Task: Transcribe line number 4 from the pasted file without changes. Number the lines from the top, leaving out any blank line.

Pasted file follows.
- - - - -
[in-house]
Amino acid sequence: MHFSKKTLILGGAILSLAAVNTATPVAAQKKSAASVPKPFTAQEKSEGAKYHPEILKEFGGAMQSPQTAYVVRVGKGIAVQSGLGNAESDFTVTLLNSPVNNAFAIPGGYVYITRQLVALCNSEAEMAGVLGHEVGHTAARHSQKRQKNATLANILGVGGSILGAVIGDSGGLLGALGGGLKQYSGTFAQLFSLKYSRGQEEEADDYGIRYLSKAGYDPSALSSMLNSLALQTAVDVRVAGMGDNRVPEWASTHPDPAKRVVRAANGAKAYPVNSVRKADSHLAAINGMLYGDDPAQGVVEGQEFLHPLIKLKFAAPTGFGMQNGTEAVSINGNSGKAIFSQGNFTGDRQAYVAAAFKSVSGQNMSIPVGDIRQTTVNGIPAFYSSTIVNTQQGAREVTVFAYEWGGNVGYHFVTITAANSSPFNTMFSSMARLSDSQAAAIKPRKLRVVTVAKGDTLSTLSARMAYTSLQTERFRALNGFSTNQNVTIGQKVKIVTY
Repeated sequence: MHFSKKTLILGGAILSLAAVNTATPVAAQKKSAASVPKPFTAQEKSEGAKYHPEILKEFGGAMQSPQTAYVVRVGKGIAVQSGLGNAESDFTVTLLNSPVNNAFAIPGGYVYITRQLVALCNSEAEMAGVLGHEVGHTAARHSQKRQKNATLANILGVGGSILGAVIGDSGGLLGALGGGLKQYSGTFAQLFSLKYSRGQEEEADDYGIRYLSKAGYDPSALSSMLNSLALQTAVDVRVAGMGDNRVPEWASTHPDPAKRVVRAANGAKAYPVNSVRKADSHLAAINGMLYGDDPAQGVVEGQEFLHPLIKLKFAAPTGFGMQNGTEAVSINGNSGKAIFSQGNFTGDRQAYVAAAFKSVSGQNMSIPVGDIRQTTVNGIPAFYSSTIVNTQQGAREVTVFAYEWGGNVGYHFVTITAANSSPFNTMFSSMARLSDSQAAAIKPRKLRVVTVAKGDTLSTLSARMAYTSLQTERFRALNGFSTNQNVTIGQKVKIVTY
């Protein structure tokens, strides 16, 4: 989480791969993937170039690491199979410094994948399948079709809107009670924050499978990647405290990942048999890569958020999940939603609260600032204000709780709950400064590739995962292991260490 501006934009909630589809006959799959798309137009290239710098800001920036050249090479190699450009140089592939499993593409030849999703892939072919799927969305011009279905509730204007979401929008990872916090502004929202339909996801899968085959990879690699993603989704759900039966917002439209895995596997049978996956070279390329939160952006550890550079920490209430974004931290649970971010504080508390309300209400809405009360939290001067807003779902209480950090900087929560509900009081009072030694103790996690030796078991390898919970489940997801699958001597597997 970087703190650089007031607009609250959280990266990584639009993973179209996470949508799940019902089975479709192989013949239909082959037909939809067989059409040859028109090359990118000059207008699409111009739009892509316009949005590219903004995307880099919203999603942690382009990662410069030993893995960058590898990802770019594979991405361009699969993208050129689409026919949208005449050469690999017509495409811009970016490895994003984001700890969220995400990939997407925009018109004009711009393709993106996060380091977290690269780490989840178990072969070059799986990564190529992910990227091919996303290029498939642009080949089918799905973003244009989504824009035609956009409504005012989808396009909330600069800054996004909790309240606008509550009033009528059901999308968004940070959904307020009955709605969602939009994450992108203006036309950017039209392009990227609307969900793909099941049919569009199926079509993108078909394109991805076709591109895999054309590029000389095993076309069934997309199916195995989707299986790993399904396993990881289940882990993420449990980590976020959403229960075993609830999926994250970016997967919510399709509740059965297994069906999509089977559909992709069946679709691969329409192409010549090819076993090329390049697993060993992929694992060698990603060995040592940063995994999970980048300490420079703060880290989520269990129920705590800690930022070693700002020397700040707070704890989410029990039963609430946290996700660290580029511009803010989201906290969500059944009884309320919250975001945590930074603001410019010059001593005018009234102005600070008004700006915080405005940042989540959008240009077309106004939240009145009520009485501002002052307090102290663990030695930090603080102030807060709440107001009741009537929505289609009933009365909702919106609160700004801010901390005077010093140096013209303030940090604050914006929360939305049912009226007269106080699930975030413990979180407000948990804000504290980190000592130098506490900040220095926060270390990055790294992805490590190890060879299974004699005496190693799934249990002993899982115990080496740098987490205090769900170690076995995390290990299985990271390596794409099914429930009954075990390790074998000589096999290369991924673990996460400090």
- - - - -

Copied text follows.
């Protein structure tokens, strides 16, 4: 989480791969993937170039690491199979410094994948399948079709809107009670924050499978990647405290990942048999890569958020999940939603609260600032204000709780709950400064590739995962292991260490 501006934009909630589809006959799959798309137009290239710098800001920036050249090479190699450009140089592939499993593409030849999703892939072919799927969305011009279905509730204007979401929008990872916090502004929202339909996801899968085959990879690699993603989704759900039966917002439209895995596997049978996956070279390329939160952006550890550079920490209430974004931290649970971010504080508390309300209400809405009360939290001067807003779902209480950090900087929560509900009081009072030694103790996690030796078991390898919970489940997801699958001597597997 970087703190650089007031607009609250959280990266990584639009993973179209996470949508799940019902089975479709192989013949239909082959037909939809067989059409040859028109090359990118000059207008699409111009739009892509316009949005590219903004995307880099919203999603942690382009990662410069030993893995960058590898990802770019594979991405361009699969993208050129689409026919949208005449050469690999017509495409811009970016490895994003984001700890969220995400990939997407925009018109004009711009393709993106996060380091977290690269780490989840178990072969070059799986990564190529992910990227091919996303290029498939642009080949089918799905973003244009989504824009035609956009409504005012989808396009909330600069800054996004909790309240606008509550009033009528059901999308968004940070959904307020009955709605969602939009994450992108203006036309950017039209392009990227609307969900793909099941049919569009199926079509993108078909394109991805076709591109895999054309590029000389095993076309069934997309199916195995989707299986790993399904396993990881289940882990993420449990980590976020959403229960075993609830999926994250970016997967919510399709509740059965297994069906999509089977559909992709069946679709691969329409192409010549090819076993090329390049697993060993992929694992060698990603060995040592940063995994999970980048300490420079703060880290989520269990129920705590800690930022070693700002020397700040707070704890989410029990039963609430946290996700660290580029511009803010989201906290969500059944009884309320919250975001945590930074603001410019010059001593005018009234102005600070008004700006915080405005940042989540959008240009077309106004939240009145009520009485501002002052307090102290663990030695930090603080102030807060709440107001009741009537929505289609009933009365909702919106609160700004801010901390005077010093140096013209303030940090604050914006929360939305049912009226007269106080699930975030413990979180407000948990804000504290980190000592130098506490900040220095926060270390990055790294992805490590190890060879299974004699005496190693799934249990002993899982115990080496740098987490205090769900170690076995995390290990299985990271390596794409099914429930009954075990390790074998000589096999290369991924673990996460400090």